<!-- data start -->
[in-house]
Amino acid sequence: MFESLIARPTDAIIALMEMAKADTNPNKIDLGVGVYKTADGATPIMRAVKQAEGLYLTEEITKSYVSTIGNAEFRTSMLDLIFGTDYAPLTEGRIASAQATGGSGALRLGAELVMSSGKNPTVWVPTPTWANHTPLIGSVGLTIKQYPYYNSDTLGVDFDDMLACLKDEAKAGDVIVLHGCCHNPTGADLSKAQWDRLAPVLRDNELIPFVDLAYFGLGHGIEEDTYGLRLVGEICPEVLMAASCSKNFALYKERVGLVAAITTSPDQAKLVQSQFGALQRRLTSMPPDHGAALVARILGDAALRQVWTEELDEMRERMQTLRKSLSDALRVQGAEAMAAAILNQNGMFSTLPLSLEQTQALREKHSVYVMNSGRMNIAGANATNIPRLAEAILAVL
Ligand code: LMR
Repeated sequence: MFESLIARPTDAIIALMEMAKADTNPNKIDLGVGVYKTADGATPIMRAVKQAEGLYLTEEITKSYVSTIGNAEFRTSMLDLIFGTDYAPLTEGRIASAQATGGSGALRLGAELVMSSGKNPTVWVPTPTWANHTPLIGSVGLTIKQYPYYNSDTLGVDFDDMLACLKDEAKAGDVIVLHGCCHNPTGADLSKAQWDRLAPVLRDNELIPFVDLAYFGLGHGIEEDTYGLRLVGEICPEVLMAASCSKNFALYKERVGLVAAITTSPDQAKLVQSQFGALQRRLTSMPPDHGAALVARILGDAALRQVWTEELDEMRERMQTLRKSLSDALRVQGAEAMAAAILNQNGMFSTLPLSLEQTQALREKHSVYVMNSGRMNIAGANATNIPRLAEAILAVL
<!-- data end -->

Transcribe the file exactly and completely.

[in-house]
Amino acid sequence: MFESLIARPTDAIIALMEMAKADTNPNKIDLGVGVYKTADGATPIMRAVKQAEGLYLTEEITKSYVSTIGNAEFRTSMLDLIFGTDYAPLTEGRIASAQATGGSGALRLGAELVMSSGKNPTVWVPTPTWANHTPLIGSVGLTIKQYPYYNSDTLGVDFDDMLACLKDEAKAGDVIVLHGCCHNPTGADLSKAQWDRLAPVLRDNELIPFVDLAYFGLGHGIEEDTYGLRLVGEICPEVLMAASCSKNFALYKERVGLVAAITTSPDQAKLVQSQFGALQRRLTSMPPDHGAALVARILGDAALRQVWTEELDEMRERMQTLRKSLSDALRVQGAEAMAAAILNQNGMFSTLPLSLEQTQALREKHSVYVMNSGRMNIAGANATNIPRLAEAILAVL
Ligand code: LMR
Repeated sequence: MFESLIARPTDAIIALMEMAKADTNPNKIDLGVGVYKTADGATPIMRAVKQAEGLYLTEEITKSYVSTIGNAEFRTSMLDLIFGTDYAPLTEGRIASAQATGGSGALRLGAELVMSSGKNPTVWVPTPTWANHTPLIGSVGLTIKQYPYYNSDTLGVDFDDMLACLKDEAKAGDVIVLHGCCHNPTGADLSKAQWDRLAPVLRDNELIPFVDLAYFGLGHGIEEDTYGLRLVGEICPEVLMAASCSKNFALYKERVGLVAAITTSPDQAKLVQSQFGALQRRLTSMPPDHGAALVARILGDAALRQVWTEELDEMRERMQTLRKSLSDALRVQGAEAMAAAILNQNGMFSTLPLSLEQTQALREKHSVYVMNSGRMNIAGANATNIPRLAEAILAVL